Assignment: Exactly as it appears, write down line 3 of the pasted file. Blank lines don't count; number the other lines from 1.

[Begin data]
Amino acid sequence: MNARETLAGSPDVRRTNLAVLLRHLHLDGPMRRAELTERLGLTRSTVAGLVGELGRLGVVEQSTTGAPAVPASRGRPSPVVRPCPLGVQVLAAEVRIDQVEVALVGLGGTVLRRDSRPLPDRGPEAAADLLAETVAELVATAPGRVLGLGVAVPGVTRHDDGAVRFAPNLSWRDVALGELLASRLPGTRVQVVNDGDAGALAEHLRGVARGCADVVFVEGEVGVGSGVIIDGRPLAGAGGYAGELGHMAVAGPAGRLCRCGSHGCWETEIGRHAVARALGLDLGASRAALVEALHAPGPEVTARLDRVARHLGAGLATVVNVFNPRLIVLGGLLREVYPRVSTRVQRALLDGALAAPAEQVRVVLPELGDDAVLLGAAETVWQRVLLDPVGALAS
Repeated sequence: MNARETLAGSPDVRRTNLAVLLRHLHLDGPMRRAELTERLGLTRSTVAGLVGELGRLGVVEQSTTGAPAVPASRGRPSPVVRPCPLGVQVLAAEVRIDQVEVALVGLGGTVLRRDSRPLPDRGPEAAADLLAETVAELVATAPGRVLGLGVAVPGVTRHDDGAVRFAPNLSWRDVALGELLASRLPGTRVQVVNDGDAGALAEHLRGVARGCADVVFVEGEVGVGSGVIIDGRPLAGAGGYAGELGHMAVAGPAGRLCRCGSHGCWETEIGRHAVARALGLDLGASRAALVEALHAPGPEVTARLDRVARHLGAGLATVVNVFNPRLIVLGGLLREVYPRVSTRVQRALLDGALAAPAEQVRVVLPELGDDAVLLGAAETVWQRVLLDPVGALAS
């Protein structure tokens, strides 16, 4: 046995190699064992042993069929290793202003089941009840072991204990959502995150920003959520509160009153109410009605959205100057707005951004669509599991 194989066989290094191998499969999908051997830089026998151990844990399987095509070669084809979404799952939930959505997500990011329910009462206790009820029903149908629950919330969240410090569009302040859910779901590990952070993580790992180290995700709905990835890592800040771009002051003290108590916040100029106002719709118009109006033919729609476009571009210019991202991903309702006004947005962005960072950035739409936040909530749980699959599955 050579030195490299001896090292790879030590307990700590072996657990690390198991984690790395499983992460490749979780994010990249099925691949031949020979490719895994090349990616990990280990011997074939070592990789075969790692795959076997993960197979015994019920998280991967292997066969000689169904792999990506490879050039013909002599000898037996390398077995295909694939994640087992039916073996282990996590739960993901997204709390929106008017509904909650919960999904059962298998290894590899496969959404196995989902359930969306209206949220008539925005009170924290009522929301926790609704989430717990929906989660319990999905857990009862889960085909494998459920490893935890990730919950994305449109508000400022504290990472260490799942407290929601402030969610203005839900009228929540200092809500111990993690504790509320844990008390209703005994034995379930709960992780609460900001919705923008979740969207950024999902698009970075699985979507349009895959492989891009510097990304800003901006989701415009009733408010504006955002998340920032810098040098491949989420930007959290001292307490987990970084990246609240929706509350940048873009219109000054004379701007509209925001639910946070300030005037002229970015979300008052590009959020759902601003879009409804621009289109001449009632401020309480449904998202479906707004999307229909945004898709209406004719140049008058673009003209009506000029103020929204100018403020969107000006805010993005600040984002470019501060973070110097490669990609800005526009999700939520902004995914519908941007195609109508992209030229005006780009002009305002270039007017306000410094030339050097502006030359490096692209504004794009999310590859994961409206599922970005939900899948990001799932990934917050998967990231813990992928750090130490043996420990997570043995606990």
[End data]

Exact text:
């Protein structure tokens, strides 16, 4: 046995190699064992042993069929290793202003089941009840072991204990959502995150920003959520509160009153109410009605959205100057707005951004669509599991 194989066989290094191998499969999908051997830089026998151990844990399987095509070669084809979404799952939930959505997500990011329910009462206790009820029903149908629950919330969240410090569009302040859910779901590990952070993580790992180290995700709905990835890592800040771009002051003290108590916040100029106002719709118009109006033919729609476009571009210019991202991903309702006004947005962005960072950035739409936040909530749980699959599955 050579030195490299001896090292790879030590307990700590072996657990690390198991984690790395499983992460490749979780994010990249099925691949031949020979490719895994090349990616990990280990011997074939070592990789075969790692795959076997993960197979015994019920998280991967292997066969000689169904792999990506490879050039013909002599000898037996390398077995295909694939994640087992039916073996282990996590739960993901997204709390929106008017509904909650919960999904059962298998290894590899496969959404196995989902359930969306209206949220008539925005009170924290009522929301926790609704989430717990929906989660319990999905857990009862889960085909494998459920490893935890990730919950994305449109508000400022504290990472260490799942407290929601402030969610203005839900009228929540200092809500111990993690504790509320844990008390209703005994034995379930709960992780609460900001919705923008979740969207950024999902698009970075699985979507349009895959492989891009510097990304800003901006989701415009009733408010504006955002998340920032810098040098491949989420930007959290001292307490987990970084990246609240929706509350940048873009219109000054004379701007509209925001639910946070300030005037002229970015979300008052590009959020759902601003879009409804621009289109001449009632401020309480449904998202479906707004999307229909945004898709209406004719140049008058673009003209009506000029103020929204100018403020969107000006805010993005600040984002470019501060973070110097490669990609800005526009999700939520902004995914519908941007195609109508992209030229005006780009002009305002270039007017306000410094030339050097502006030359490096692209504004794009999310590859994961409206599922970005939900899948990001799932990934917050998967990231813990992928750090130490043996420990997570043995606990």